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Doctorow Leaves MGM for Miramax

3 Mar, 2011 By: Erik Gruenwedel

Eric Doctorow

Veteran home entertainment industry executive Eric Doctorow has reportedly left his job as GM of MGM Home Entertainment and has taken on a new assignment at Miramax, according to industry sources. There has been no official announcement, but Doctorow reportedly will be one of the boutique studio’s key executives overseeing home entertainment, among other areas.

Doctorow is the longest-serving studio chief in the home entertainment market. He became president of worldwide video for Paramount Pictures in 1994 and has held subsequent senior executive positions throughout the industry thereafter. He had been at MGM for three years.

Harvey and Bob Weinstein founded Miramax in 1979, which features a catalog of more than 700 films, including Oscar-winning titles The English Patient, The Queen and Good Will Hunting. They sold it to Disney in 1993 for $80 million. Disney sold it last year to an investment group for $660 million.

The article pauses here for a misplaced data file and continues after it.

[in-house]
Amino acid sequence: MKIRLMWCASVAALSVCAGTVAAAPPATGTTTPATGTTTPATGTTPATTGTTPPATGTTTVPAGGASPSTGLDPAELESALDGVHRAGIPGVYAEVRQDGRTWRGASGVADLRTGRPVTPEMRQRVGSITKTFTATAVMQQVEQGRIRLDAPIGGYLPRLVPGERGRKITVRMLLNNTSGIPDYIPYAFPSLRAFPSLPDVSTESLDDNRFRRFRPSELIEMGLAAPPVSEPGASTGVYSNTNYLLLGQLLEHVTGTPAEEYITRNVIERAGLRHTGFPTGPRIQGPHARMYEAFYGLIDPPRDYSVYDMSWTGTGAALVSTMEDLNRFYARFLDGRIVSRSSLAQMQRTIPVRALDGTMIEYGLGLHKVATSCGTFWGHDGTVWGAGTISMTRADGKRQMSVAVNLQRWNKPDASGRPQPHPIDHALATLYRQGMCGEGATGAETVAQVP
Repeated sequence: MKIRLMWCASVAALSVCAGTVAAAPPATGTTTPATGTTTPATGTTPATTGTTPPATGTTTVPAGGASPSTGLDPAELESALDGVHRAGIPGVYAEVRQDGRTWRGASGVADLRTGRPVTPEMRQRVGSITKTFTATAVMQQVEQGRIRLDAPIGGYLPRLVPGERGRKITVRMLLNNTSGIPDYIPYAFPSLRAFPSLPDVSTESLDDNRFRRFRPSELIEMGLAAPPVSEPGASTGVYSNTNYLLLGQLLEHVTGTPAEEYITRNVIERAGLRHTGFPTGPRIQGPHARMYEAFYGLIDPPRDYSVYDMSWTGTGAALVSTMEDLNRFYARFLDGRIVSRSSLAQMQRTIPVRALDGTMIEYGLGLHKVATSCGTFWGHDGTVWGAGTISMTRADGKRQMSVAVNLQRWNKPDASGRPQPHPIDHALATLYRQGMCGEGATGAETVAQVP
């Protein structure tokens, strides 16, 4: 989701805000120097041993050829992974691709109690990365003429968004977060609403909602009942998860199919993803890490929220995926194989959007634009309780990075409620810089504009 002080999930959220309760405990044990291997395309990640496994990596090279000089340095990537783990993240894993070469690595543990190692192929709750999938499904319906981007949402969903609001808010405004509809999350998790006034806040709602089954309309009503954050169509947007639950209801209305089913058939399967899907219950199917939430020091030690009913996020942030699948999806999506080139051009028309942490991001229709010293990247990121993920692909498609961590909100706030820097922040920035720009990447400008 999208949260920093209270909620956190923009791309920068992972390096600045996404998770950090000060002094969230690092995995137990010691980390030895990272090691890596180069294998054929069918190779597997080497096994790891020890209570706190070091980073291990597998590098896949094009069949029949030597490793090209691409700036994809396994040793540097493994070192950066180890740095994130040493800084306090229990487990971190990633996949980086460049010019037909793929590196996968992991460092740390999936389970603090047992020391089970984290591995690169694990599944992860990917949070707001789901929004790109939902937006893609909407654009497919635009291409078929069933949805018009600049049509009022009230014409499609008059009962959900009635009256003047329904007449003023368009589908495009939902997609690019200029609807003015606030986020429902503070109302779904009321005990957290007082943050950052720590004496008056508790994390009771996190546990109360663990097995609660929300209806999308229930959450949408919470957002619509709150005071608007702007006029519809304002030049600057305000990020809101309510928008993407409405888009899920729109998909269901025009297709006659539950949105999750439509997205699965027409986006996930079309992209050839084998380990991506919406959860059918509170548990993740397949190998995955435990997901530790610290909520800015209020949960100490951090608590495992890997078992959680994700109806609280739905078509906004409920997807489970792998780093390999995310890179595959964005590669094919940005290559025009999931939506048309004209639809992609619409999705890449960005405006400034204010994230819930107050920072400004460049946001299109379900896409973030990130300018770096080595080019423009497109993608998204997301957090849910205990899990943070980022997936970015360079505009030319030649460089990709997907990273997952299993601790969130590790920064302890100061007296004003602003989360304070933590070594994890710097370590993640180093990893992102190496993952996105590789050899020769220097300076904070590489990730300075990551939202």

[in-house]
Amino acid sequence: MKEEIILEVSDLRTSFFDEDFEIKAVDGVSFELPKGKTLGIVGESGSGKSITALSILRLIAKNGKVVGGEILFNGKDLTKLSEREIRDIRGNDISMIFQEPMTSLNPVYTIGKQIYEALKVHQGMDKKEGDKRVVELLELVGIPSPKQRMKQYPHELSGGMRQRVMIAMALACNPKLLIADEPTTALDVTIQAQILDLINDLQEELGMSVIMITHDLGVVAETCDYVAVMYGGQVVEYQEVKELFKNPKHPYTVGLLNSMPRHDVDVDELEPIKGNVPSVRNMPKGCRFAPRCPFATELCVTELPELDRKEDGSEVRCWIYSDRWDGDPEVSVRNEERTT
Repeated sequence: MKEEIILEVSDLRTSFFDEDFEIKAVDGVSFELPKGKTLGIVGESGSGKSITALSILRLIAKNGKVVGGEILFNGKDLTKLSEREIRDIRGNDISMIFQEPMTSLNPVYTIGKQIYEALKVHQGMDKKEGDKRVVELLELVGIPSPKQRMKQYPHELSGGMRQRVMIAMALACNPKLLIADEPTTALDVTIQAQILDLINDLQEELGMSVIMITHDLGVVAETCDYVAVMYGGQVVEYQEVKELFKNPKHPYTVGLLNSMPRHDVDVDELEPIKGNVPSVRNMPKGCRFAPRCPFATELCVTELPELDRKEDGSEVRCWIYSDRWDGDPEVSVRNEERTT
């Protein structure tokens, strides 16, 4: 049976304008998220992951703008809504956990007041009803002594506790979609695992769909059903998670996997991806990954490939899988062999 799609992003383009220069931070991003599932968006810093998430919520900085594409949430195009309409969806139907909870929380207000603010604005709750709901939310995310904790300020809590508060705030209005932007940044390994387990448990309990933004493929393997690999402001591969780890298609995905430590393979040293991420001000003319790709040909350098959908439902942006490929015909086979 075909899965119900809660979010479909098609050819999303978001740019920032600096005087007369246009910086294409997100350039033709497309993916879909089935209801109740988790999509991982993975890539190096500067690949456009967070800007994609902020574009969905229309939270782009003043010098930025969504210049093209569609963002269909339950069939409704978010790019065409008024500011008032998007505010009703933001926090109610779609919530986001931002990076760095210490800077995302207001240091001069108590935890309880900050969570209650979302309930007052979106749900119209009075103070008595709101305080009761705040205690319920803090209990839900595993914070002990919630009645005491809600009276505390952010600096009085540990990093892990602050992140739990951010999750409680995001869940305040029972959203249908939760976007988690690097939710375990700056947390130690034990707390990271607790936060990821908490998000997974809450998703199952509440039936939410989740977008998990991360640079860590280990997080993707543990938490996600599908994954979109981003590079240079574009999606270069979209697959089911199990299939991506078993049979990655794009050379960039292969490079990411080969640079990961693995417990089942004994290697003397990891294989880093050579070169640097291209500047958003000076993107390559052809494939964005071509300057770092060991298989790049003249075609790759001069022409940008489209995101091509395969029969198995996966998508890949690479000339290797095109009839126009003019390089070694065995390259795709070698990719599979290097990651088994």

In recent months, Miramax has engaged in a distribution-frenzy, inking physical, theatrical and digital rights agreements with myriad players, including The Weinstein Co. That deal calls for the two companies to co-op sequels to Clerks, From Dusk Till Dawn, Bridget Jones’s Diary, Copland, Shall We Dance, Swingers and The Amityville Horror, among others. The agreement, which also includes developing new bonus material for catalog Blu-ray Disc releases, expands on a pact that features sequels Scream 4, Spy Kids 4 and Scary Movie 5 in the pipeline.

Last month, Miramax signed separate catalog home entertainment distribution deals with Lionsgate and Echo Bridge Entertainment. And March 1, Miramax expanded a long-running agreement to distribute home entertainment and theatrical content in Canada through Alliance Films.

MGM emerged last December from bankruptcy as a new company co-headed by former minority stakeholders Gary Barber and Roger Birnbaum. Throughout 2010, the famed studio entertained serious merger overtures from Lionsgate and investor Carl Icahn — the former eying its vaunted film catalog for physical, digital and pay-TV distribution.

20th Century Fox Home Entertainment, which distributes MGM titles, March 2 upgraded catalog titles offered through its manufacturing-on-demand DVD program with the addition of 20 new films ranging from 1952’s thriller The Captive City to 1990’s Buried Alive.

About the Author: Erik Gruenwedel

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